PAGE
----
Climate change is another factor that is adversely affecting the quantity and quality of Darjeeling tea. According to a study spanning two decades carried out by the Darjeeling Tea Research & Development Center between 1993 and 2012, the maximum temperature rose by 0.5 degree celsius and the total annual rainfall dropped by 56 mm while relative humidity decreased by 16.07 per cent during this period. As a result, yield also dropped from 1828.47 kg per hectare to 1061.12 kg per hectare. “Rainfall has become very erratic and very often, it rains very heavily, resulting in erosion of the topsoil and causing distress to the tea bushes. The erosion of topsoil and weakening of tea bushes leave them vulnerable to attacks by pests like the red spider, mites, tea mosquito bugs and blister blight. Damage to crop by pests has increased in recent years,” said Mrityunjay Choubey, senior researcher at the centre.
DTA secretary Kaushik Basu says that in the past, the first flush season began in early March and continued till end-April and mid-May. “But we have noticed now that due to temperatures rising from early February itself, the buds in the tea bushes break in mid-February. This affects the quality of the first flush crop. Heavy rains in May this year caused dormancy in the leaves and thus affected the second flush crop,” he said. The total production of Darjeeling tea has fallen from 10.5 million kg in 2012 to 9 million in 2016.
Tea from Nepal is posing a serious threat to Darjeeling tea. Tea experts and blenders say that the tea grown in the Ilam area of eastern Nepal bordering the Darjeeling Hills is very close to Darjeeling tea in flavour, aroma and look. That’s because the elevation, soil quality and climate of Ilam and Darjeeling, which lie next to each other are extremely similar. In fact, some of the tea grown in Ilam, which Nepal now plans to brand as ‘Himalayan Tea’, is at times even better than Darjeeling tea because the tea bushes there are younger. And the tea from Nepal is far cheaper than Darjeeling tea.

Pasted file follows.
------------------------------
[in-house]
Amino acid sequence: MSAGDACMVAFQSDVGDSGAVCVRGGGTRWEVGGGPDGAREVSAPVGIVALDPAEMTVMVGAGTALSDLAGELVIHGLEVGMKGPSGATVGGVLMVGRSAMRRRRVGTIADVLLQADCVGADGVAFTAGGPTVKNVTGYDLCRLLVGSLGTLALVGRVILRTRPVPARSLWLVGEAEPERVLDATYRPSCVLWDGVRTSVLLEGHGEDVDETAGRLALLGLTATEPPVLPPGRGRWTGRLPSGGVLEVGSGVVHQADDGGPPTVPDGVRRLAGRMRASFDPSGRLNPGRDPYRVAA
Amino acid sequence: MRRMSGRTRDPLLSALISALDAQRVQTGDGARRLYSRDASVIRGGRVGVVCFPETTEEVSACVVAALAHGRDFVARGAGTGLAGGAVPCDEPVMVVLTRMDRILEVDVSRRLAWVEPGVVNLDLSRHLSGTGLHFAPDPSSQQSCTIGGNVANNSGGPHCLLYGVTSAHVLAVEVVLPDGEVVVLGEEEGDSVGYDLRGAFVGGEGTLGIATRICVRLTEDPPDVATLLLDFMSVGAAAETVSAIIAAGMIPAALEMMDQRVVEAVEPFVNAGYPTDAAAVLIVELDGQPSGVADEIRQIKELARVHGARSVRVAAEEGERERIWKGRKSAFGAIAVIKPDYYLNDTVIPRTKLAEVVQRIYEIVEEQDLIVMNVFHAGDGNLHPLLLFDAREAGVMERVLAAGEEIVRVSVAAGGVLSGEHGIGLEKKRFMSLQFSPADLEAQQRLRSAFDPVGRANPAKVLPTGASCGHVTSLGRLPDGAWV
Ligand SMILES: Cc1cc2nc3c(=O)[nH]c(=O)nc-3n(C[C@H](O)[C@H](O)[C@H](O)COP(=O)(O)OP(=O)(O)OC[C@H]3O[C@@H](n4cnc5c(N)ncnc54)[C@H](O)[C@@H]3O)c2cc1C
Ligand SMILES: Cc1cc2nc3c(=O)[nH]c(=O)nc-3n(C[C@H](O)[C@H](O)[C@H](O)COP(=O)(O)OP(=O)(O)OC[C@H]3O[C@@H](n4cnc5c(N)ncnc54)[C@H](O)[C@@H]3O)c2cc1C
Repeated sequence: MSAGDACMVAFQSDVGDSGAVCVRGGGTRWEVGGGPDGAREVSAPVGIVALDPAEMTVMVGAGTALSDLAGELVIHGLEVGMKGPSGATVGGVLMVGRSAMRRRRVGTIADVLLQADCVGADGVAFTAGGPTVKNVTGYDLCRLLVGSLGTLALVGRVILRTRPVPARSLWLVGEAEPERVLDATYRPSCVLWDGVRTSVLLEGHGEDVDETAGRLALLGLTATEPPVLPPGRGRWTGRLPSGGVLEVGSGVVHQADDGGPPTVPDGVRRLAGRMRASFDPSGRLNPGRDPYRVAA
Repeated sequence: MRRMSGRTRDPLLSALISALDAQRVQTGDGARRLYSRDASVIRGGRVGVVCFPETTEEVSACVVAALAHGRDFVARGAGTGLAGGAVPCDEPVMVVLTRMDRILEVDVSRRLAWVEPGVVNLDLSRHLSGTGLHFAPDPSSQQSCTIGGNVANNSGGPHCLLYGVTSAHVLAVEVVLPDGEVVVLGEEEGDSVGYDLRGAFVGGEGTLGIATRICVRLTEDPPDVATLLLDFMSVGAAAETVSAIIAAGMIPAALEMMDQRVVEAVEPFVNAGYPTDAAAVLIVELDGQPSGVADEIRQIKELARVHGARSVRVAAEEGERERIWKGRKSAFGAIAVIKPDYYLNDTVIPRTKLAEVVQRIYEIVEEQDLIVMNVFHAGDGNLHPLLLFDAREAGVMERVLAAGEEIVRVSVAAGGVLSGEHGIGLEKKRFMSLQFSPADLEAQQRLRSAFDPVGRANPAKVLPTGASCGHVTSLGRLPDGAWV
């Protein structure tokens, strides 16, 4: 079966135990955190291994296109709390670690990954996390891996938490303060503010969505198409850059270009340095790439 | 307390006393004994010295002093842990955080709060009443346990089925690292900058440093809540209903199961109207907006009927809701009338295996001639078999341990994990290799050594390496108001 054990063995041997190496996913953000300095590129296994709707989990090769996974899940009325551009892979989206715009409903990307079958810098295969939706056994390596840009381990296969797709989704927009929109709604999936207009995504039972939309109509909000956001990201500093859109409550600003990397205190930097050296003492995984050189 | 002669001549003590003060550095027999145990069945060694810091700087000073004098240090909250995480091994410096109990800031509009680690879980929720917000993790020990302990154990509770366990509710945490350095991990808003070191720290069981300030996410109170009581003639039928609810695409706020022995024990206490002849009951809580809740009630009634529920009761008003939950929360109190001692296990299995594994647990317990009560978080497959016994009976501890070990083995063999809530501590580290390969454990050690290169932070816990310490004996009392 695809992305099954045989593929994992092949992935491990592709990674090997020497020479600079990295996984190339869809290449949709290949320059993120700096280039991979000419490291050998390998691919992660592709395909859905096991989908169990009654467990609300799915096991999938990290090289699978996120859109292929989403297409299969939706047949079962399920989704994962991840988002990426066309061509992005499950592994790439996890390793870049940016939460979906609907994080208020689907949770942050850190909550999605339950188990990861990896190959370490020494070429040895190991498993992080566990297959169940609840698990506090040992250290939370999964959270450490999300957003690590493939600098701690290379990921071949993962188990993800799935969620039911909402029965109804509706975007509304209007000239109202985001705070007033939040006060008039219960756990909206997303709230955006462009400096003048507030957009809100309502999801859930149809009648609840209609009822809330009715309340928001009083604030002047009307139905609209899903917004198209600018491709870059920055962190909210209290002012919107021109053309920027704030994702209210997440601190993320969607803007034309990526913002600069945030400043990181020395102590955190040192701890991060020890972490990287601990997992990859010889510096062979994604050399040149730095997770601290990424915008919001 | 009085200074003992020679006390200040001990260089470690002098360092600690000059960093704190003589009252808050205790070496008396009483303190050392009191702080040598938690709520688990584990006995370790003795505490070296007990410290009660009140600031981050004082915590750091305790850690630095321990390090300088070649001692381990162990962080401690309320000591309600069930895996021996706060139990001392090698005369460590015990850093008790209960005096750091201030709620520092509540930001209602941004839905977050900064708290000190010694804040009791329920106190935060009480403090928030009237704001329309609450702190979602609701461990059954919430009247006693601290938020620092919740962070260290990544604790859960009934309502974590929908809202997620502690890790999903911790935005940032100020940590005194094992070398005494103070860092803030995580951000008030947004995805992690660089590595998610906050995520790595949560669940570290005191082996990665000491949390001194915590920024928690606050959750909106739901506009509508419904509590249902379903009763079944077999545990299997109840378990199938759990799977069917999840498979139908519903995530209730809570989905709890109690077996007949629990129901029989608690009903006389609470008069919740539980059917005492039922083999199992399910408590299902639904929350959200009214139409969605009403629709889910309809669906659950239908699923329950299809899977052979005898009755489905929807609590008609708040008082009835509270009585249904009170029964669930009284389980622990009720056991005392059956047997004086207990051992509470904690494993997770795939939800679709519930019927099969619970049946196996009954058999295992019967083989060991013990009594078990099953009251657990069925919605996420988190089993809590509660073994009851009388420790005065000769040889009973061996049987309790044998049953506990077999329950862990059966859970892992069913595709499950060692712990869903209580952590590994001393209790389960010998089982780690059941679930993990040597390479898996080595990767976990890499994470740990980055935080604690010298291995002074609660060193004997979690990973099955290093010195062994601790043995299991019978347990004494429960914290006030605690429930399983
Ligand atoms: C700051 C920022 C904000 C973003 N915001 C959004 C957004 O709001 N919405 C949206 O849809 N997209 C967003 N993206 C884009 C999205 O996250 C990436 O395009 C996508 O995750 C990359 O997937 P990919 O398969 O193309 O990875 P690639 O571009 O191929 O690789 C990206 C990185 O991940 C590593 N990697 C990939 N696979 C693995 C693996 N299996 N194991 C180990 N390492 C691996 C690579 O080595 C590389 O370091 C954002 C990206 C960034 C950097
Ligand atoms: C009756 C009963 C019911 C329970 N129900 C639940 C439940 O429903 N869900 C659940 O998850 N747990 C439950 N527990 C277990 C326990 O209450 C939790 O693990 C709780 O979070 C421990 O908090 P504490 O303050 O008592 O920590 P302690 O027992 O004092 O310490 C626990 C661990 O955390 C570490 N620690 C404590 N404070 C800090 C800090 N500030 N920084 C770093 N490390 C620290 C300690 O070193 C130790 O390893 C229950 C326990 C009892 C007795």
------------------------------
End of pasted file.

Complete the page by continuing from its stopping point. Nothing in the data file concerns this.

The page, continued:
Last year, when production of Darjeeling tea stopped due to the long shutdown, blenders and exporters in India were compelled to bring in Nepal tea and blend it with old stocks of Darjeeling tea to create a flavour and look close to Darjeeling tea and meet the demand of buyers, especially from the USA, UK and Japan. Though many exporters and suppliers acknowledged the inclusion of Nepal tea in the blend, some did not and passed it off as Darjeeling tea. “We had to meet the demand for Darjeeling tea and so we had to blend old stocks of Darjeeling tea with Ilam tea. Otherwise, our buyers would have been unhappy and would have turned elsewhere,” said a leading exporter who did not want to be named.
The monsoon and autumn tea from Darjeeling Hills is of low quality and does not fetch good prices. Almost all of this tea is bought by large buyers from auctions and sold as moderately priced packaged Darjeeling tea in India and some overseas markets. But if these major buyers start procuring Nepal tea, which is cheaper and at times better than Darjeeling tea, the tea gardens in Darjeeling Hills will face closure. Tea sold through auctions does not fetch good prices and Darjeeling tea gardens depend heavily on private sales, especially to overseas buyers, to bring in their profits and stay afloat. If all, or most of the tea, produced by Darjeeling gardens were to be sold through auctions, all the gardens would go into the red.
The tea grown in the higher altitudes in Ilam is of very good quality. “The bushes, grown from clones taken from Darjeeling, are young and yield is good. Once they (the Nepal tea growers) perfect their manufacturing and other processes, ‘Himalayan Tea’ will give Darjeeling Tea a run for its money. Even tea produced in Temi in neighbouring Sikkim - the bushes here are again clones of the Darjeeling bushes - is of very high quality and very similar to Darjeeling tea. Most of the tea produced in Temi is exported and fetches a very high price,” said Rajah Banerjee, the former owner of the iconic Makaibari tea estate (read this).